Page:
All States should take a strong stand to address reprisals and to support a crucial resolution being negotiated at this session of the Human Rights Council. A weak resolution would seriously undermine the ability of the UN system to address the needs on the ground, said 50 national and international NGOs in a letter to Human Rights Council members.
Click here to read the joint NGO letter.
The resolution on reprisals being negotiated at this Council session provides a timely and much needed opportunity for the Council to take a stand on ‘worsening incidences of intimidation and reprisals’, as reported in the Secretary-General’s most recent report on reprisals. The Secretary General stressed that ‘any act of intimidation or reprisal is absolutely unacceptable’.
‘The detention of Ibrahim Metwally in Egypt en route to the Working Group on Enforced and Involuntary Disappearances session is a clear example of the dire need to act now and ensure that the right of all people to communicate with the United Nations is protected’ says ISHR’s Director Phil Lynch.
The resolution tabled by the core group – comprising Ghana, Hungary, Ireland, Fiji and Uruguay – calls on various stakeholders. This call was echoed by the Special Rapporteur on the situation of Human Right Defenders and by Peggy Hicks from the Office of the High Commissioner for Human Rights during a side event on this issue last week as they urged:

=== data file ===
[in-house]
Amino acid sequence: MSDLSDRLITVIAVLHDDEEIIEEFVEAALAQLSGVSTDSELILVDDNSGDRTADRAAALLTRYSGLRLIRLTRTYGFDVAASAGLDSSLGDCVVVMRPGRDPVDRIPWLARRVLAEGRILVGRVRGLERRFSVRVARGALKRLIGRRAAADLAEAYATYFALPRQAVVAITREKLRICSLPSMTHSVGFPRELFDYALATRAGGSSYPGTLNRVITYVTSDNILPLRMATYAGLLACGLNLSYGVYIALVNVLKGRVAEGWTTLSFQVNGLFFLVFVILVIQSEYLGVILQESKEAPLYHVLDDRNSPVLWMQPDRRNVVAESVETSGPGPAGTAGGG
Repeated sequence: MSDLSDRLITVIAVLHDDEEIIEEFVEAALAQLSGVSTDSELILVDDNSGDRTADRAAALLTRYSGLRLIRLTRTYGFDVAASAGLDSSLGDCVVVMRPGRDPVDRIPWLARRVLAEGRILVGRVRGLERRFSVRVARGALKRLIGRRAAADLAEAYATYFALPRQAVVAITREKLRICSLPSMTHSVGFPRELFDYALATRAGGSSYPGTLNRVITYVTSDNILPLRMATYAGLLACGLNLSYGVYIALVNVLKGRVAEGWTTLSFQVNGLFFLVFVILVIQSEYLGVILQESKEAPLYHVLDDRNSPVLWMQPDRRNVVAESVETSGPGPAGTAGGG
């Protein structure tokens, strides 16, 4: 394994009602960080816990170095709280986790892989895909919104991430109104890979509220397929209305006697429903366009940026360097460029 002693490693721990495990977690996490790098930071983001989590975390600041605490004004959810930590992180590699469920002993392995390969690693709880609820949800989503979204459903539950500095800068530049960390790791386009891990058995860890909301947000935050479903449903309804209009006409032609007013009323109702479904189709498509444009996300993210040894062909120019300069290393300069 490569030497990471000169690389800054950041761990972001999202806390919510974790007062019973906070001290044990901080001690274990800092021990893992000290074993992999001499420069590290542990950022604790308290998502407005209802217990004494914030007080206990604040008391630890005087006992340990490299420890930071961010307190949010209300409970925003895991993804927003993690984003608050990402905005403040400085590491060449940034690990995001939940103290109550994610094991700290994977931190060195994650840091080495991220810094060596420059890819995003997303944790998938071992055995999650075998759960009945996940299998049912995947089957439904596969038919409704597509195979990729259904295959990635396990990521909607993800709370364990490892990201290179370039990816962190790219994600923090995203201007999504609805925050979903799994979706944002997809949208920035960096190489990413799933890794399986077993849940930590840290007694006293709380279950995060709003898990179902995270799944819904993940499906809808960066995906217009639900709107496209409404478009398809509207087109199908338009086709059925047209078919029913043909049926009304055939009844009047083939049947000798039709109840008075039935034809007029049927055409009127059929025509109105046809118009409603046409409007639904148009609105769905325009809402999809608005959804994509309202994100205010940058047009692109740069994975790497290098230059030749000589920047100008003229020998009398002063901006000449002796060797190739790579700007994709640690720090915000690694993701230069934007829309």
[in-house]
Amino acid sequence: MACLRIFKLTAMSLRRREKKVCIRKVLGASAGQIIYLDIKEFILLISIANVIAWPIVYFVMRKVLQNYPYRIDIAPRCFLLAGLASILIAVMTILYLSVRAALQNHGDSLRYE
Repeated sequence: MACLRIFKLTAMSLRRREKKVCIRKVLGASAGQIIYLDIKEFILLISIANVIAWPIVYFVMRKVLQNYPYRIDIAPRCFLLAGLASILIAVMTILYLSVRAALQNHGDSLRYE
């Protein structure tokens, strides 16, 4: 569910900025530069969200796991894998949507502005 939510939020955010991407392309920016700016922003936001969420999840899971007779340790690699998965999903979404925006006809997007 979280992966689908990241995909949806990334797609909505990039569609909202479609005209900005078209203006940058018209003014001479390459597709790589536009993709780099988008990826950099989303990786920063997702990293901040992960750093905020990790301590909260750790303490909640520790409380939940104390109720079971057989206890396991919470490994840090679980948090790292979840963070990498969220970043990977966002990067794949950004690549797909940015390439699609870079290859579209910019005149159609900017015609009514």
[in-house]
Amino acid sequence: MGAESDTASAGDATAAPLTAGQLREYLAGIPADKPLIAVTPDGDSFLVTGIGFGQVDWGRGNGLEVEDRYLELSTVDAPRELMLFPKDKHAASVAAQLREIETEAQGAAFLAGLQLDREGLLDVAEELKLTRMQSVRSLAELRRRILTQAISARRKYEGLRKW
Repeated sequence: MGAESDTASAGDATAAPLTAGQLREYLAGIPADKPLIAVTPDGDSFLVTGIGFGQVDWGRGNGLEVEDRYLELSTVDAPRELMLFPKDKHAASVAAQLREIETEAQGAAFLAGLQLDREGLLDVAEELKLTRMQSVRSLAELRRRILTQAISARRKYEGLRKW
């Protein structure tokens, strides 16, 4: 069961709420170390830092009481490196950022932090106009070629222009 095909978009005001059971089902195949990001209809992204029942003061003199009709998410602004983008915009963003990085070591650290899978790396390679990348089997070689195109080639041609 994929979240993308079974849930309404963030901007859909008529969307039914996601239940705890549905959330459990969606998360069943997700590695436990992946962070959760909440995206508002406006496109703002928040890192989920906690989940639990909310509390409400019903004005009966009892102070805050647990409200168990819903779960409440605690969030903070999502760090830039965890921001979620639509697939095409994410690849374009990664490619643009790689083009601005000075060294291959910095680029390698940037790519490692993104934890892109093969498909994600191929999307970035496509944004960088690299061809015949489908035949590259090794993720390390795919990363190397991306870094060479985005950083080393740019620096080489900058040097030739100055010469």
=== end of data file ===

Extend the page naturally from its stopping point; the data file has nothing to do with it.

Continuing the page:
- Member States, in particular Council Members, to cooperate with the Council and its mechanisms;
- States to take measures to prevent the occurrence of intimidation and reprisals;
- The Human Rights Council President and Bureau to address and follow up on allegations of acts of intimidation and reprisal; and
- All stakeholders to cooperate with the Assistant Secretary General on human rights regarding the mandate assigned to him by the Secretary General.
‘It is incredibly concerning that a resolution seeking to assist the Council to take a stand on the abhorrent trend of threats and attacks against those engaging with the UN, is being challenged so strongly. It is imperative that the Council adopt a strong and substantive resolution, following positive developments in the African Commission on Human and Peoples’ Rights‘, said Lynch.
Beyond the grave impact on the life of persons concerned and their relatives, intimidation and reprisals also constitute an ‘attack on human rights, the rule of law, and the international and regional mechanisms themselves‘. This was highlighted by ISHR in a statement to the Council earlier this session, when expressing deep regret that ‘four years since the detention and subsequent death of Cao Shunli, we continue to call on the President, this Council, the Assistant Secretary General and Chin to take action on her case’.
‘Any proposal to weaken the resolution should be seen in the context of ongoing, systematic efforts in a number of States to restrict civil society space, the right to communicate with the United Nations and its effectiveness and legitimacy’, said ISHR’s Legal Counsel and reprisals focal point Tess McEvoy.
‘If this is how defenders engaging at the UN are treated, it incidates a disturbing picture of the situation for defenders nationally. We call on all Member States to take action to address reprisals at the UN level in an effort to protect human rights on the ground’, added McEvoy.